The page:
It's a simple metaphor: We've hit a weir in our family. Things are bound to be chaotic and unpleasant for a time. But they will settle down again. 

I told our eldest about this when I got back to the house and his immediate response was to say, "Thank you Holy Spirit for that insight."

Naming the grief
Last week I saw a good article about the importance of recognising grief, even when it doesn't fit into what other people consider as significant or you don't feel able to tell others that you feel sad about it.

There are some griefs that are more easily admitted to, more "socially acceptable". Our grief right now fits into the more acceptable types, though that may not be so for our younger boys who probably don't feel comfortable talking to their peers about it. I hope that they can feel safe to grieve at home.

But much of the grief that missionaries struggle with isn't talked about and it probably just as little understood by those outside of the missionary community. 

I remember struggling to have joy about coming back to Japan last time and finding when I told someone I thought would understand, she didn't. She thought that my call to Japan would enable me to be joyful about going back to Japan. I was feeling the grief of once again letting go of Australia and especially all the new, precious relationships I'd made during my year there. That didn't allow me to feel particularly happy about returning to Japan at the time, though my emotions followed later.

Today's parting brings back many memories of people we've said goodbye to over the years. That probably makes it all a little bit harder for us all to deal with, even though we know it's the right thing and we wouldn't want to hold our son back from moving on to the next stage in his life.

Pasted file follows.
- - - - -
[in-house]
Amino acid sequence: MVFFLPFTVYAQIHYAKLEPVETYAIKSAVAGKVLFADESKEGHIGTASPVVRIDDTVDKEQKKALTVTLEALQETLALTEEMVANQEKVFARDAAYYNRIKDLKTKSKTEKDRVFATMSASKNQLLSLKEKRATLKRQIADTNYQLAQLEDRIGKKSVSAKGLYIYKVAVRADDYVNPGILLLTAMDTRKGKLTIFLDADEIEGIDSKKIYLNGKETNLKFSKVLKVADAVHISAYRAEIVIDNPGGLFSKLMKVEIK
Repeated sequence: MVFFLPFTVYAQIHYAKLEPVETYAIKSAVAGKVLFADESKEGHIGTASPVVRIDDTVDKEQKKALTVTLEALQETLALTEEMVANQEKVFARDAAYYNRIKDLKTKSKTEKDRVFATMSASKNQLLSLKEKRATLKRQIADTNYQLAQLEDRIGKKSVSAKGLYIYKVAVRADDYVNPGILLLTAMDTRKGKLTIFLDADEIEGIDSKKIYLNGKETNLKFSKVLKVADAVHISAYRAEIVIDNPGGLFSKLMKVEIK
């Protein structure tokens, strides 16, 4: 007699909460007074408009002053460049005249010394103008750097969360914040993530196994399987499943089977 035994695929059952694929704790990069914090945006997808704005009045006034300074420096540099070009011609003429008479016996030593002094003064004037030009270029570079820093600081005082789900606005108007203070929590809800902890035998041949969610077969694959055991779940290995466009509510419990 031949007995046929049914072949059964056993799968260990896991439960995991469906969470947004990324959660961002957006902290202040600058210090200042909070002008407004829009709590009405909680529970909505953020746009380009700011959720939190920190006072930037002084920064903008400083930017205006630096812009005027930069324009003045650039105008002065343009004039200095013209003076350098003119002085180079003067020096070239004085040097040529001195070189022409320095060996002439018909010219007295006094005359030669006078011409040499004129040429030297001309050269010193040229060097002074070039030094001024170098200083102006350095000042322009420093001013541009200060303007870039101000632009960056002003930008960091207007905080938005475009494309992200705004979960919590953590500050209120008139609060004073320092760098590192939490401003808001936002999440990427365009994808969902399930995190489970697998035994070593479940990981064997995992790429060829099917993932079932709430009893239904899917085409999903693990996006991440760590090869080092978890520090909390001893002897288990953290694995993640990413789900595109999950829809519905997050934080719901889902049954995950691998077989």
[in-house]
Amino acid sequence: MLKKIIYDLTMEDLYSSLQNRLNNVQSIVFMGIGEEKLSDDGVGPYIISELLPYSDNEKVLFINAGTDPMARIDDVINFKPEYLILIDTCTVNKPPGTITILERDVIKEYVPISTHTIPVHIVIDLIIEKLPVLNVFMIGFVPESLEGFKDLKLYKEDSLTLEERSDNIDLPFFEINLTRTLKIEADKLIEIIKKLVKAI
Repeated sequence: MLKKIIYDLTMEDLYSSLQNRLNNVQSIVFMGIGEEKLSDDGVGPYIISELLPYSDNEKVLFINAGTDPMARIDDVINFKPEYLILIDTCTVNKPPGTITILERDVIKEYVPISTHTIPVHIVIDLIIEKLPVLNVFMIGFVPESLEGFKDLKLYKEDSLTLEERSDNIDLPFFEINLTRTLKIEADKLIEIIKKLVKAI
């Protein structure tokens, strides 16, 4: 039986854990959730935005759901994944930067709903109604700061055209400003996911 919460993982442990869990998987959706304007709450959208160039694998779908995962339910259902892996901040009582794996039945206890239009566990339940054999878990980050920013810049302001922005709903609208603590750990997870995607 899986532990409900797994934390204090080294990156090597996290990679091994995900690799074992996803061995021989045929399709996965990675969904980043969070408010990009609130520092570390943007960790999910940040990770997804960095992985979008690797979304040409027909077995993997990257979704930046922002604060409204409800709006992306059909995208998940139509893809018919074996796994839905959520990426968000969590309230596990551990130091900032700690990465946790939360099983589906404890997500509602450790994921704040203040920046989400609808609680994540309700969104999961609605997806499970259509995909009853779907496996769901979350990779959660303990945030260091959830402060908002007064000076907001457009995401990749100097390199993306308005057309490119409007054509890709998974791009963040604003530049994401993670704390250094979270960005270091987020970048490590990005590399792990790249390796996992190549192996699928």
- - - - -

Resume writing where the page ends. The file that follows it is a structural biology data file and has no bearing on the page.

So there are today's ramblings. I will rendezvous with our son soon and we'll go about all the details we need to take care of to get onto the aeroplane. In a sense I'm glad that we're done with the farewells for now (it was getting to feel like a funeral) and we can do some practical stuff then get into some hellos.

1 comment:

R.Y. said...

Feeling so much with you just now, dear Wendy. Grieving yourself and feeling you would like to also carry the grieving of your younger boys so they wouldn´t have to hurt............
My tears are running with yours as I have just come off skype with our oldest son, his wife and our little grandson who´s turning ONE on Wednesday...... VERY, very thankful for the possibility of being able to see each other, and yet not being able to hug this little guy.......
Seeing and hearing they are doing fine but as both are TCKs (the other grand parents don´t have a permanent address either, working in Cambodia after China, where she grew up), hearing of encouragements and struggles and not being able to be more helpful from this distance..............
Just thinking, may be for our next HA modules it would fall under one of those: "Is it worth it all".... Knowing the answer in my head, but my heart just now will need more time again, until I can write that "punch line" yes, "I can see that....."
Praying for you for much grace and also the ability to leave behind those with their grief for the moment and fully be involved and excited with your oldest son and the new adventure he is stepping into. -- praising the LORD for the privilege of being able to letting go of a son like him, whose response to your experience was like you described earlier. Thinking of you all, also David and the rest of the family staying behind.